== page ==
Regarding bulb comix, property values, and evil red mulch



HT Peter Hoh for drawing my attention to this amazing vintage comic book website which includes, incredibly enough, a 1956 comic book promoting Dutch tulip bulbs. It will not take you long to click through this hilarious work of literature yourself, so I’ll just briefly explain that the action involves one businessman on a commuter train telling another about how he planted bulbs on his property and was then able to sell his house immediately.

It’s all very silly, but two points seem to be stressed. One: it’s necessary to plan a bulb planting. Like so (from the book):

Simple! We’ll make a rough sketch of our grounds, and draw in the locations for the various flowers! We can use tulips along the path, hyacinths in the foundation planting, daffodils around the trees … Wait, let me get a pencil and paper!

We’ve moved beyond—well, we’re including more options than—daffodils in a circle and tulips in a row these days, with swaths, rivers, scattered three- and fivesomes, and many other planting schemes on the table. I suppose some people use a pencil and paper to plan bulb plantings, but I suspect most don’t think it necessary these days.

The concept of curb appeal, though, hasn’t changed. I saw this scary suggestion from a realtor in a recent article: “Remember, how you maintain your yard is how people will think you maintain your house inside.” Yikes! But I’m not so sure. I’m actually quite doubtful creative landscaping will go too far toward selling an otherwise slow-moving property—and speaking from personal experience I know that we paid no attention, and did not, in fact, realize what was planted around the house until it came up again the next year. At which point, we got rid of most of it. You will still find realtors and nursery professionals repeating the curb appeal via landscaping mantra everywhere, but I think the house and the location are what get the sale done.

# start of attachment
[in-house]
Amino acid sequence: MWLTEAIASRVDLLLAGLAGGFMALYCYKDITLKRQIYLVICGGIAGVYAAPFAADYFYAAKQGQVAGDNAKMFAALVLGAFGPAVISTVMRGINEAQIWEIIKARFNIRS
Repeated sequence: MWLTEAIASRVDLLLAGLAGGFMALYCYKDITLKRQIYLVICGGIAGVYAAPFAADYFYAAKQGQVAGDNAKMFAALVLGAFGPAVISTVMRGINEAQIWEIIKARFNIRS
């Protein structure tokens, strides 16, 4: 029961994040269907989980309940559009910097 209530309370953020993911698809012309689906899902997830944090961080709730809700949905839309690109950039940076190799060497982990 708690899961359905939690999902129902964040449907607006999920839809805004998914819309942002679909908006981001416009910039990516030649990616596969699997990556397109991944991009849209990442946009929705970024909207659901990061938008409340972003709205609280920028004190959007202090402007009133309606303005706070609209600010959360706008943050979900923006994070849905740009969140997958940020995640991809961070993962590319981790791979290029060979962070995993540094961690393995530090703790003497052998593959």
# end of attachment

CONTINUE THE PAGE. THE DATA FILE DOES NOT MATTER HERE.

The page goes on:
I’ve waited until now to mention the blog where Peter found the comix link, the delightful Kiss My Aster, where I found plenty of funny stuff, like this: I hate red mulch. It will go down on my tombstone. Is it supposed to emulate Redwood trees shredded and mulched in your garden? Because that’s plain sick.


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Elizabeth Licata

Elizabeth Licata has been a regular writer for  Garden Rant since 2007, after contributing a guest rant about the overuse of American flags in front gardens. She lives and gardens in Buffalo, N.Y., which, far from the frozen wasteland many assume it to be, is a lush paradise of gardens, historic architecture, galleries, museums, theaters, and fun. As editor of Buffalo Spree magazine,  Licata helps keep Western New Yorkers apprised about what is happening in their region. She is also a freelance writer and art curator, who’s been published in Fine Gardening, Horticulture, ArtNews, Art in America, the Village Voice, and many other publications. She does regularly radio segments for the local NPR affiliate, WBFO.

Licata is involved with Garden Walk Buffalo, the largest free garden tour in the US and possibly the world,and has written the text for a book about Garden Walk. She has also written and edited several art-related books. Contact Elizabeth: ealicata at


  1. Ha! My mom just visited, looked at the tulips in front of my house and announced, “Too bad the inside doesn’t look like the outside!”

  2. My mom always says the same thing! Although it’s usually a little more guilt inducing, like “if you only spent as much time working inside as you do outside”

    She’s a jewish mother, really what else would i expect?

  3. For all you gardening-lovers, kudos to you – gardening is so good for the environment (and great for curb-appeal)! But before you start any project, don’t forget to call 811 before you dig! It’s important to make sure there aren’t any underground utility lines where you want to plant. Check out our site for more info:

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